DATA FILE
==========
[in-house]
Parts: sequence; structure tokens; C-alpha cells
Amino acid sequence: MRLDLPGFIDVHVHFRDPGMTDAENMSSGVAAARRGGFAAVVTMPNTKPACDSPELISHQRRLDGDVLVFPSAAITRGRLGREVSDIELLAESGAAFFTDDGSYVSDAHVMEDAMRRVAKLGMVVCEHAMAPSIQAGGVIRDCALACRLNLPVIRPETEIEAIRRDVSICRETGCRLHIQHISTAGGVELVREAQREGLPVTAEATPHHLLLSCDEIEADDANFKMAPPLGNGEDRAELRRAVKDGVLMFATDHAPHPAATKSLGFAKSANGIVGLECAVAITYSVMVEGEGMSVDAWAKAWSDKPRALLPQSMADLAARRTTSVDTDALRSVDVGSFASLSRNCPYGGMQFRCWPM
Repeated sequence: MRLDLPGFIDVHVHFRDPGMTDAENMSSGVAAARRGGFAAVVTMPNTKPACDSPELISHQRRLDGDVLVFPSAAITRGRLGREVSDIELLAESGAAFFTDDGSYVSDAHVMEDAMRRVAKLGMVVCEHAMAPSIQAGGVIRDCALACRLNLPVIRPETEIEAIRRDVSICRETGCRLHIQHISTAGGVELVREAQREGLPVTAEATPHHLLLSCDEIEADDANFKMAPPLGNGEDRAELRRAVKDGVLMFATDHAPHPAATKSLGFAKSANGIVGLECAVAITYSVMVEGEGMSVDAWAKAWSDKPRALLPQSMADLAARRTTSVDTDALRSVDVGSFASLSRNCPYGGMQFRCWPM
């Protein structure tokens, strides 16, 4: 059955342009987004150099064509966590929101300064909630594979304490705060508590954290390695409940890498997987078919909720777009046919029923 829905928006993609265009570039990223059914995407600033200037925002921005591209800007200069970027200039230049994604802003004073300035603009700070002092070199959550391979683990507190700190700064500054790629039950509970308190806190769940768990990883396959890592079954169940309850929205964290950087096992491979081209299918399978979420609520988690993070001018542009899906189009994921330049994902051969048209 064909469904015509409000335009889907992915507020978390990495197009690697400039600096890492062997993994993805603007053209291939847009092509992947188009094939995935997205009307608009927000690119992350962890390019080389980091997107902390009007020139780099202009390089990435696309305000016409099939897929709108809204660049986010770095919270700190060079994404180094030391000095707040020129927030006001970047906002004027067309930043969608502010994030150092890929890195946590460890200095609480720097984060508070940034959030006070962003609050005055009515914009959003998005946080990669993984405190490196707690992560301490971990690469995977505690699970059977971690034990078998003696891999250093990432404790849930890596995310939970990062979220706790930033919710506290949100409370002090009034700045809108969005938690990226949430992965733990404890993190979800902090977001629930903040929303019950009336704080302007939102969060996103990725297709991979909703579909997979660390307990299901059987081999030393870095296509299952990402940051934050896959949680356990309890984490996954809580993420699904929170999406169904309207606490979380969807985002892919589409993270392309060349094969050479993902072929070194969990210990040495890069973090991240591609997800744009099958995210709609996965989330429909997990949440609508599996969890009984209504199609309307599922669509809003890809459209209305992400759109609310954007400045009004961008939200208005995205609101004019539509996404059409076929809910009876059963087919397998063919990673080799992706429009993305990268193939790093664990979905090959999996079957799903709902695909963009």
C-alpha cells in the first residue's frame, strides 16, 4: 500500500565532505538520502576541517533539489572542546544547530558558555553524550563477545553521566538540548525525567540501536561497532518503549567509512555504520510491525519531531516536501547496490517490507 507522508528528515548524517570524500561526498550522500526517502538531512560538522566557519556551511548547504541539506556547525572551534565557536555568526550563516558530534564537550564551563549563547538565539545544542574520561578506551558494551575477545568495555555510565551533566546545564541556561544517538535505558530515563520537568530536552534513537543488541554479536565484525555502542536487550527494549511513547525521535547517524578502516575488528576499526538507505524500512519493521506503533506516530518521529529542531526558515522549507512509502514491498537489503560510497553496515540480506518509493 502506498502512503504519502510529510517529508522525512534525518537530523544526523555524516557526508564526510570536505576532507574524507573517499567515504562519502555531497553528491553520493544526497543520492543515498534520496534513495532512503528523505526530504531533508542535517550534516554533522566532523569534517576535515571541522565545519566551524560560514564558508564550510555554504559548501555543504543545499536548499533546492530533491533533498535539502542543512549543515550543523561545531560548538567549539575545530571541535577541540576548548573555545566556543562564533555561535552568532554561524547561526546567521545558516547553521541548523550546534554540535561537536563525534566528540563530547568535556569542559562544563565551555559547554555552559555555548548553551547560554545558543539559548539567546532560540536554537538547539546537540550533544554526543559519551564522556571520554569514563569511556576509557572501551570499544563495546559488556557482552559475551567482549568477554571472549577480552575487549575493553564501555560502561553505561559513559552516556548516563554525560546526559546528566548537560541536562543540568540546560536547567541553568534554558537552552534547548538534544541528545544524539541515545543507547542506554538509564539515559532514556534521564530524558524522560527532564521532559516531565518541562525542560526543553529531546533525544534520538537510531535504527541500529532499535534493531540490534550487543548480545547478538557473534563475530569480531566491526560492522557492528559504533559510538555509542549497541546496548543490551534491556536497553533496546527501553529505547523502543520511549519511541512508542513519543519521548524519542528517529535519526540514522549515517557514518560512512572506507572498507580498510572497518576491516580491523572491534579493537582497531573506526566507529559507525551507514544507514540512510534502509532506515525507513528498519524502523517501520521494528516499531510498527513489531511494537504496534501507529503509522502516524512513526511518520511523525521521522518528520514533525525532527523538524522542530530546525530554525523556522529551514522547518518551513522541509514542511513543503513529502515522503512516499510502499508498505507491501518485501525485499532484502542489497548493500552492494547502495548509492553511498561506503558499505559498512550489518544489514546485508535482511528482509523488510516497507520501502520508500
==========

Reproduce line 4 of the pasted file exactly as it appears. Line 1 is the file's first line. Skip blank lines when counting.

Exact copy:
Repeated sequence: MRLDLPGFIDVHVHFRDPGMTDAENMSSGVAAARRGGFAAVVTMPNTKPACDSPELISHQRRLDGDVLVFPSAAITRGRLGREVSDIELLAESGAAFFTDDGSYVSDAHVMEDAMRRVAKLGMVVCEHAMAPSIQAGGVIRDCALACRLNLPVIRPETEIEAIRRDVSICRETGCRLHIQHISTAGGVELVREAQREGLPVTAEATPHHLLLSCDEIEADDANFKMAPPLGNGEDRAELRRAVKDGVLMFATDHAPHPAATKSLGFAKSANGIVGLECAVAITYSVMVEGEGMSVDAWAKAWSDKPRALLPQSMADLAARRTTSVDTDALRSVDVGSFASLSRNCPYGGMQFRCWPM